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Breckland councillor: 6.6 per cent council tax increase will have virtually no impact on the amount people pay

PUBLISHED: 15:23 23 February 2017 | UPDATED: 22:19 24 February 2017

Breckland Council. Picture: Ian Burt

Breckland Council. Picture: Ian Burt

Archant © 2013

Taxpayers in Breckland still receive the cheapest rate of council tax in the county, according to district councillors - despite them voting for a 6.6 per cent increase.

The charge for a Band D property for next year will be £78.93, compared to £73.98 this year, which will mean a rise of about 9.5p per week.

However, the local authority, which serves Dereham, Swaffham, Thetford, Attleborough and Watton, insisted that with 77pc of the homes in the area in bands A-C, the majority would pay only about 8p a week more.

Recommendations to approve the budget and council tax at the full council meeting on Thursday, February 23 were carried with 33 councillors voting in favour, three against with one abstention. Labour’s Terry Jermy and Harry Clarke and UKIP’s John Newton voted against, and UKIP’s Jennifer Hollis abstained.

Pablo Dimoglou, Breckland Council’s executive member for finance, said: “The increase will have virtually no impact on the amount people pay.”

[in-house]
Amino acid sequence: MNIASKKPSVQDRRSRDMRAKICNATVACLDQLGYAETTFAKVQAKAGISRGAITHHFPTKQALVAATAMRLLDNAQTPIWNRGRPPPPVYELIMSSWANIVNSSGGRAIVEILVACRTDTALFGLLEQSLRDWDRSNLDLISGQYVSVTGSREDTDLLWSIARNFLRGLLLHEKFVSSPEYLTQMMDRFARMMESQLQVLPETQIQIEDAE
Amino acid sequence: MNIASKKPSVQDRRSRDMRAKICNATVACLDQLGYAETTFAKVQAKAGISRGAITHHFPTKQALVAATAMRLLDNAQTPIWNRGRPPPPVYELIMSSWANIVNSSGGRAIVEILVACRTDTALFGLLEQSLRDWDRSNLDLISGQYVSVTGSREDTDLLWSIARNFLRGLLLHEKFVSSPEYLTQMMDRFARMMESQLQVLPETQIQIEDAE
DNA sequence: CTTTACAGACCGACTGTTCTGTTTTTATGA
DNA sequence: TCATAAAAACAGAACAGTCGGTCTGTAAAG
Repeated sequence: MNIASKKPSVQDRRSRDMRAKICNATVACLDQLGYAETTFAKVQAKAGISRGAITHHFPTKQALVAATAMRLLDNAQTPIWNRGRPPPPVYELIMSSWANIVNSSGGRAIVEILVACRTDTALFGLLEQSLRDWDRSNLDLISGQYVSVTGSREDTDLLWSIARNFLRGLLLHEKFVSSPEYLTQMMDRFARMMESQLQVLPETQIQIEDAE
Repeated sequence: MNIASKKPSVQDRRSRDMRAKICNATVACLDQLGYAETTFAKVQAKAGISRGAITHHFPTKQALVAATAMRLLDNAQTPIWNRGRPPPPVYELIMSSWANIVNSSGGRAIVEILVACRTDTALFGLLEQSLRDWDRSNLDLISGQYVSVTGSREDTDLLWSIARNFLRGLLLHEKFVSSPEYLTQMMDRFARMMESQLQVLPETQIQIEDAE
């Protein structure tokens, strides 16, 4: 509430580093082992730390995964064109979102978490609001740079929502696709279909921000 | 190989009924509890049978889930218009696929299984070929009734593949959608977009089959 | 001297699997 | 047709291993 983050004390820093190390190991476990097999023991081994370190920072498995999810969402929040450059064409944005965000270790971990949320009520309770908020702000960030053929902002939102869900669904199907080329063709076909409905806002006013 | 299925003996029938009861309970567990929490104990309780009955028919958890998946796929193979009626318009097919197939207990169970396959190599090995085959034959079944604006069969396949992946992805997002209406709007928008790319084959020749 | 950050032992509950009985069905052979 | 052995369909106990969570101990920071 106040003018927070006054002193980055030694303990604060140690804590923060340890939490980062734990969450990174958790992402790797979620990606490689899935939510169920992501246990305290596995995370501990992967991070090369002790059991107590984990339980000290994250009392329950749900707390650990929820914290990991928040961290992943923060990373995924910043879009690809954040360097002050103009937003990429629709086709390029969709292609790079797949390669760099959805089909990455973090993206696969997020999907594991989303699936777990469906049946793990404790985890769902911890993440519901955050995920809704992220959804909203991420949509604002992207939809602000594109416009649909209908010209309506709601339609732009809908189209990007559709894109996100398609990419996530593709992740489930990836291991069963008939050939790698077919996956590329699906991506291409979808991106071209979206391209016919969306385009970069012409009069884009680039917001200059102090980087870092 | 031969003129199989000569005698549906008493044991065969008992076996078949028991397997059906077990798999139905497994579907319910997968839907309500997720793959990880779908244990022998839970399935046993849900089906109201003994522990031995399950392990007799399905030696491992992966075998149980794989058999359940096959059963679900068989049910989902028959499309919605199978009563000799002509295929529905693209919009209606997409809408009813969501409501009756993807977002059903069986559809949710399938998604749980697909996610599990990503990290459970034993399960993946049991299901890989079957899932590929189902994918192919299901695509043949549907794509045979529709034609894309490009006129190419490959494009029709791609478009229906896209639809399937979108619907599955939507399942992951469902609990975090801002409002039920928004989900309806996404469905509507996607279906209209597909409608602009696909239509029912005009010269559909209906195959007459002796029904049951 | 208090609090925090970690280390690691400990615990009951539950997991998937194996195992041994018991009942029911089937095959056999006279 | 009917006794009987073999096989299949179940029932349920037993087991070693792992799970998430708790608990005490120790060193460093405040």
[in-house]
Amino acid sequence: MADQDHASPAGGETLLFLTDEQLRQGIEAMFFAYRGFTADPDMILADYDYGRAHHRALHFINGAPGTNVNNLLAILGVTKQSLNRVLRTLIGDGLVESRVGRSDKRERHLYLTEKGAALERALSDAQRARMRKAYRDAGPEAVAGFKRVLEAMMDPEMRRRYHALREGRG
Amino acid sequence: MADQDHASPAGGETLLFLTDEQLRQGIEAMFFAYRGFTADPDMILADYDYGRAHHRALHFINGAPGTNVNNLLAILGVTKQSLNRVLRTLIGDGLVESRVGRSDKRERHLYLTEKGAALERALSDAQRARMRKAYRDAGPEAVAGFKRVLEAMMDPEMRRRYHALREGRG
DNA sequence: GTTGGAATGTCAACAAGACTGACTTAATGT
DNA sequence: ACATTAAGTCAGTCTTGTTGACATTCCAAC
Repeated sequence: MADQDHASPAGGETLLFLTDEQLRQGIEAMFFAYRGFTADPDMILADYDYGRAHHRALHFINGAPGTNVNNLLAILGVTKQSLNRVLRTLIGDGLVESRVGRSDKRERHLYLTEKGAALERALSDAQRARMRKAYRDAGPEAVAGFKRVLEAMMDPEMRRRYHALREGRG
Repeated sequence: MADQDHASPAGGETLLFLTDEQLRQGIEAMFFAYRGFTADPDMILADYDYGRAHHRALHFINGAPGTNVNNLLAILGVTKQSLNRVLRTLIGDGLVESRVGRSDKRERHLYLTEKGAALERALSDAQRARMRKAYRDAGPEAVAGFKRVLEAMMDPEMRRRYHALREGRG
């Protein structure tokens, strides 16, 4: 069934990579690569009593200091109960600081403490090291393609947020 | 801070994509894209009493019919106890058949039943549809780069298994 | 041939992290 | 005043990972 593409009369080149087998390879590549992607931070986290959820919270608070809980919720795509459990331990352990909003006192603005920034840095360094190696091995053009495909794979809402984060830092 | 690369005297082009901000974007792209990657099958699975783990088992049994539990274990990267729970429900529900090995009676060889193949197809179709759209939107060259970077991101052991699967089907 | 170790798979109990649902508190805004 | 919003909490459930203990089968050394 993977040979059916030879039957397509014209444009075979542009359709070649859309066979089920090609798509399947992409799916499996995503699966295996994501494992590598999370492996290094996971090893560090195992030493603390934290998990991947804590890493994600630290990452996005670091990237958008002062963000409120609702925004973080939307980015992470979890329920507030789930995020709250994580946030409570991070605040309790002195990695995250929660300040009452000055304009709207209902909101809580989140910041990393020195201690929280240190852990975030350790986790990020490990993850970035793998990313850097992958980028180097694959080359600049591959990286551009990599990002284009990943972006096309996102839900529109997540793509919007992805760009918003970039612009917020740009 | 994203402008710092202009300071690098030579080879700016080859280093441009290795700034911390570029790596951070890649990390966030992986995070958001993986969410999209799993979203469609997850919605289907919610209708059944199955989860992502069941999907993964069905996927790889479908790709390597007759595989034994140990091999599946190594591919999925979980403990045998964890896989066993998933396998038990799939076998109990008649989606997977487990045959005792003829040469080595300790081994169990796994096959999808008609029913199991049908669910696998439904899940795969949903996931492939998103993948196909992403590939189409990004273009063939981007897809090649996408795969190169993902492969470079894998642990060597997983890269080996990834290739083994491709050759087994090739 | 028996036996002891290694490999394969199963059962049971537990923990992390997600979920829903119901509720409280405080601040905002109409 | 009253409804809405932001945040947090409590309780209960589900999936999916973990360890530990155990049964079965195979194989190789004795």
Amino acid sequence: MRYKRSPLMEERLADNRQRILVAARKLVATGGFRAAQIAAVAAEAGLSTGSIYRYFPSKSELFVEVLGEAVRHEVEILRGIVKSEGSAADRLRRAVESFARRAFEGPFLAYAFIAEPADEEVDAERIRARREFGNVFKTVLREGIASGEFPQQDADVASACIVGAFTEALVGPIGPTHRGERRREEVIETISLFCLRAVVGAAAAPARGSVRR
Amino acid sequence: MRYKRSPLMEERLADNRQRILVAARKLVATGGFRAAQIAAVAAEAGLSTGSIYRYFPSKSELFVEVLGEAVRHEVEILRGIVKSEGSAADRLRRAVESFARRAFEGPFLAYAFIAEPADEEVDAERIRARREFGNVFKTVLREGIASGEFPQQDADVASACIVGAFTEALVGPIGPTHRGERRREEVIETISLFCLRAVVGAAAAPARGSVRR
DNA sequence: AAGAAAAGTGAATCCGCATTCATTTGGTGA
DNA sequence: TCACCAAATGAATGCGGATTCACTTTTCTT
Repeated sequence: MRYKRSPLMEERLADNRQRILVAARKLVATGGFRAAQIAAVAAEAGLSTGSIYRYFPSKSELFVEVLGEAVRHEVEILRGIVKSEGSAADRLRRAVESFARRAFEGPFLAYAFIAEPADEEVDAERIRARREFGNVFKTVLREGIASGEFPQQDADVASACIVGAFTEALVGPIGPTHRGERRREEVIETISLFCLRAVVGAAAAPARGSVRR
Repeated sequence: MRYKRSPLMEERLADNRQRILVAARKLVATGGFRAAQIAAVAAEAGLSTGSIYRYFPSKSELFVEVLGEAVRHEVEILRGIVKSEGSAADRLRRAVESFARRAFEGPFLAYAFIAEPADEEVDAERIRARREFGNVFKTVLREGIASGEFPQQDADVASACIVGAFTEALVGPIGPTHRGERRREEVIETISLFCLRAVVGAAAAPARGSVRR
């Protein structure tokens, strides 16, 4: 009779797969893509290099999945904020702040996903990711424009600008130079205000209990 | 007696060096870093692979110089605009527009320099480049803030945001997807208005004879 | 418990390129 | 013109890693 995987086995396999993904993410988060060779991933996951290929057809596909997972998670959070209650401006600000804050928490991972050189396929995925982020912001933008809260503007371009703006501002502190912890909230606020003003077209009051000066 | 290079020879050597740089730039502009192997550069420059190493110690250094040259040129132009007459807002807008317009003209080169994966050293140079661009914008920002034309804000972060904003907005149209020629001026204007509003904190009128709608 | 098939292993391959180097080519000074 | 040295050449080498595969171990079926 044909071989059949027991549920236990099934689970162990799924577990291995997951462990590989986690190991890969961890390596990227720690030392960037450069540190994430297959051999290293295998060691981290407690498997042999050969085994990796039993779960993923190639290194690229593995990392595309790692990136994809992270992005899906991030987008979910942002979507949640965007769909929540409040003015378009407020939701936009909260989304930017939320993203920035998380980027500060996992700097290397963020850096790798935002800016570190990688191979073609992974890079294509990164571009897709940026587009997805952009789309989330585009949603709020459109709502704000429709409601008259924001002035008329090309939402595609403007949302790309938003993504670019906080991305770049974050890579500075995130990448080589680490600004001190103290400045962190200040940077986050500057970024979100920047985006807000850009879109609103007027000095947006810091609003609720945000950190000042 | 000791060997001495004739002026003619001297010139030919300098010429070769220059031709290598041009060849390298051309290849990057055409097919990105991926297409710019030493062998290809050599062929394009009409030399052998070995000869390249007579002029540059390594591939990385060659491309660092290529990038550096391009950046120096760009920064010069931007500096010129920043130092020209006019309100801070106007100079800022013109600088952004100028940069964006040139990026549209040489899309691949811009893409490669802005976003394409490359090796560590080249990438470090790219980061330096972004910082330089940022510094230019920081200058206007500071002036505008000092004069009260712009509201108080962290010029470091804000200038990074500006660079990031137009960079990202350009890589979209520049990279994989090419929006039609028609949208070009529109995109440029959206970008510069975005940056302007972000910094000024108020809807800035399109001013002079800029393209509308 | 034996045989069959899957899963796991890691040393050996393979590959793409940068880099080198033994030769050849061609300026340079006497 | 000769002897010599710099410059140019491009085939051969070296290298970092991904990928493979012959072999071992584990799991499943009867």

However, Terry Jermy, leader of the Labour group on the council, proposed a 12-week consultation to look at implementing a scheme to exempt the most vulnerable people from paying any council tax. The council currently offers a 91.5pc reduction in council tax for the most vulnerable.

He said it could mean the difference between people on benefits having enough money for food or not.

He said: “Council tax is a regressive tax which means it takes no account of people’s ability to pay. To provide 100pc support to the most vulnerable would just cost the council £15,743. This would be a small price to pay.”

But his amendment to the proposals was rejected by the Conservative-controlled council.

The Labour group also proposed allocating £31,360 from growth funds to employ a market towns co-ordinator for two years. Mr Jermy said market towns in the area were crucial, but added that shops in Thetford remained empty and some were just “getting by”. The amendment was turned down, but it will be discussed at a future cabinet meeting.

The council said the tax increase will help it meet its predicted funding shortfall.

Do you think the authority is right to increase its share of council tax by 6.6pc? Email newsdesk@archant.co.uk

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